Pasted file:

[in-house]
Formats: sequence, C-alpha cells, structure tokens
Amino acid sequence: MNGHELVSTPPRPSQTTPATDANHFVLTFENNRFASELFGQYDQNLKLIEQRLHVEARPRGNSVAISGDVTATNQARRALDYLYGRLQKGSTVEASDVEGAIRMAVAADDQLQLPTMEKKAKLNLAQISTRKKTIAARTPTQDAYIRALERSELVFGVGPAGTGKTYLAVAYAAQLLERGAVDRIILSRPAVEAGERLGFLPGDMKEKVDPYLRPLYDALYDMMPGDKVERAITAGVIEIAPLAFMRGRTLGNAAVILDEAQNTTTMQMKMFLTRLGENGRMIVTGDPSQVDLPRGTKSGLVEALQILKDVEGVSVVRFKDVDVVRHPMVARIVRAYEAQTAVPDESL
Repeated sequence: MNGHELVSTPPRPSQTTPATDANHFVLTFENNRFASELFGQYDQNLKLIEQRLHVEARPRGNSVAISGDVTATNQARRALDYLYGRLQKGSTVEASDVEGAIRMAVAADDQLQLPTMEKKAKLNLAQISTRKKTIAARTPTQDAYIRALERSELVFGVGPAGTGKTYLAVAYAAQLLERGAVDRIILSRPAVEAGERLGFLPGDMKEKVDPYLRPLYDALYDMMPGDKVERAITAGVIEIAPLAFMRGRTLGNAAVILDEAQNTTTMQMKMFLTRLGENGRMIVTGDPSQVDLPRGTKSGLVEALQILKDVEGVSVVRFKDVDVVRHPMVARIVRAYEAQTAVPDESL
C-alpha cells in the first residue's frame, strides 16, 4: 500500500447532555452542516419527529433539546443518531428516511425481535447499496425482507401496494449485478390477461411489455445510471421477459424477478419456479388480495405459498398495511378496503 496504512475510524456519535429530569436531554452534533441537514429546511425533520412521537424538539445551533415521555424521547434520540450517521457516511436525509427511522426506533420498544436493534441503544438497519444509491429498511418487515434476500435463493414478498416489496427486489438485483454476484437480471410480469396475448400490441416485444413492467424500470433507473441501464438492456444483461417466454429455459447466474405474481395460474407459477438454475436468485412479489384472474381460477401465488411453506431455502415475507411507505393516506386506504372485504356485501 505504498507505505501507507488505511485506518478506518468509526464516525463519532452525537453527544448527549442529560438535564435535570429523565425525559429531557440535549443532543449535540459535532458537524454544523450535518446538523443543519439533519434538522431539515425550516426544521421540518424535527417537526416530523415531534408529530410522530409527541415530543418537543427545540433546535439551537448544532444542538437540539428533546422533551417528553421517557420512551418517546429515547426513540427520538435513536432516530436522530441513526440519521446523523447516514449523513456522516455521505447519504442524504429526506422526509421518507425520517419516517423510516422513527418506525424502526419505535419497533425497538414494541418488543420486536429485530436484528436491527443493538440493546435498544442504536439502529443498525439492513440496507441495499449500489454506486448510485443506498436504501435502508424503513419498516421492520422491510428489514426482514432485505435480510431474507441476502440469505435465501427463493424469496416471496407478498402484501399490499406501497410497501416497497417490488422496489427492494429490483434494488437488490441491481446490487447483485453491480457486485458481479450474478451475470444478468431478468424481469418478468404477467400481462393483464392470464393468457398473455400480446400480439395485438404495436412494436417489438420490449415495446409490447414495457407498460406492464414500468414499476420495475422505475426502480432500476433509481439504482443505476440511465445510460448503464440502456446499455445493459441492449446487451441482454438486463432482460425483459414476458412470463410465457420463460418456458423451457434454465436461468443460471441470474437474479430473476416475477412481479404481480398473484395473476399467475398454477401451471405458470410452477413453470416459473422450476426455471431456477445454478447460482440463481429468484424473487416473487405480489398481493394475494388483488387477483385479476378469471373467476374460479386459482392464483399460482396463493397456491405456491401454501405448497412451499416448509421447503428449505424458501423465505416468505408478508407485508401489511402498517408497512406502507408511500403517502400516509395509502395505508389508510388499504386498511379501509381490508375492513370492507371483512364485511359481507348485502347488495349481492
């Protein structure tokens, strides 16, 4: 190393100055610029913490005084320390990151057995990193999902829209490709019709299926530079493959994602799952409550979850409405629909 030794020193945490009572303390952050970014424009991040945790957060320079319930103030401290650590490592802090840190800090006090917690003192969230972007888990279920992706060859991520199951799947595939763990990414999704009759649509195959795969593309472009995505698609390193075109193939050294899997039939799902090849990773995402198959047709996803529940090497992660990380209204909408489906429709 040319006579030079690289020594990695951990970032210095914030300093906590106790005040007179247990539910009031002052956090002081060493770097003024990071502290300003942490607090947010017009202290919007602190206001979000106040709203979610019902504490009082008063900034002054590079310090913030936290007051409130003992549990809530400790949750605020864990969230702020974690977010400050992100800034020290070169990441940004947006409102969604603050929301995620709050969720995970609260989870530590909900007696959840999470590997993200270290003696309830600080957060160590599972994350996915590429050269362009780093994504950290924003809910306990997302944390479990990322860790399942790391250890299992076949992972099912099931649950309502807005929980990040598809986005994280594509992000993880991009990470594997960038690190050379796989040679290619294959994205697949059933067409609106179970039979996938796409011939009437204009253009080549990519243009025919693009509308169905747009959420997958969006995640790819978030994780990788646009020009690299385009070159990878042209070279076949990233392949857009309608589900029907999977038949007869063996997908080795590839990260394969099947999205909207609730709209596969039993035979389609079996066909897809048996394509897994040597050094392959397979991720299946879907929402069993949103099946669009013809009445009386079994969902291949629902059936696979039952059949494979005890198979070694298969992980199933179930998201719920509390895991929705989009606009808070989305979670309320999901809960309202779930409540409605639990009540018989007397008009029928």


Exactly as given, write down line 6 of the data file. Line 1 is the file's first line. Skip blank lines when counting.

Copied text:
């Protein structure tokens, strides 16, 4: 190393100055610029913490005084320390990151057995990193999902829209490709019709299926530079493959994602799952409550979850409405629909 030794020193945490009572303390952050970014424009991040945790957060320079319930103030401290650590490592802090840190800090006090917690003192969230972007888990279920992706060859991520199951799947595939763990990414999704009759649509195959795969593309472009995505698609390193075109193939050294899997039939799902090849990773995402198959047709996803529940090497992660990380209204909408489906429709 040319006579030079690289020594990695951990970032210095914030300093906590106790005040007179247990539910009031002052956090002081060493770097003024990071502290300003942490607090947010017009202290919007602190206001979000106040709203979610019902504490009082008063900034002054590079310090913030936290007051409130003992549990809530400790949750605020864990969230702020974690977010400050992100800034020290070169990441940004947006409102969604603050929301995620709050969720995970609260989870530590909900007696959840999470590997993200270290003696309830600080957060160590599972994350996915590429050269362009780093994504950290924003809910306990997302944390479990990322860790399942790391250890299992076949992972099912099931649950309502807005929980990040598809986005994280594509992000993880991009990470594997960038690190050379796989040679290619294959994205697949059933067409609106179970039979996938796409011939009437204009253009080549990519243009025919693009509308169905747009959420997958969006995640790819978030994780990788646009020009690299385009070159990878042209070279076949990233392949857009309608589900029907999977038949007869063996997908080795590839990260394969099947999205909207609730709209596969039993035979389609079996066909897809048996394509897994040597050094392959397979991720299946879907929402069993949103099946669009013809009445009386079994969902291949629902059936696979039952059949494979005890198979070694298969992980199933179930998201719920509390895991929705989009606009808070989305979670309320999901809960309202779930409540409605639990009540018989007397008009029928």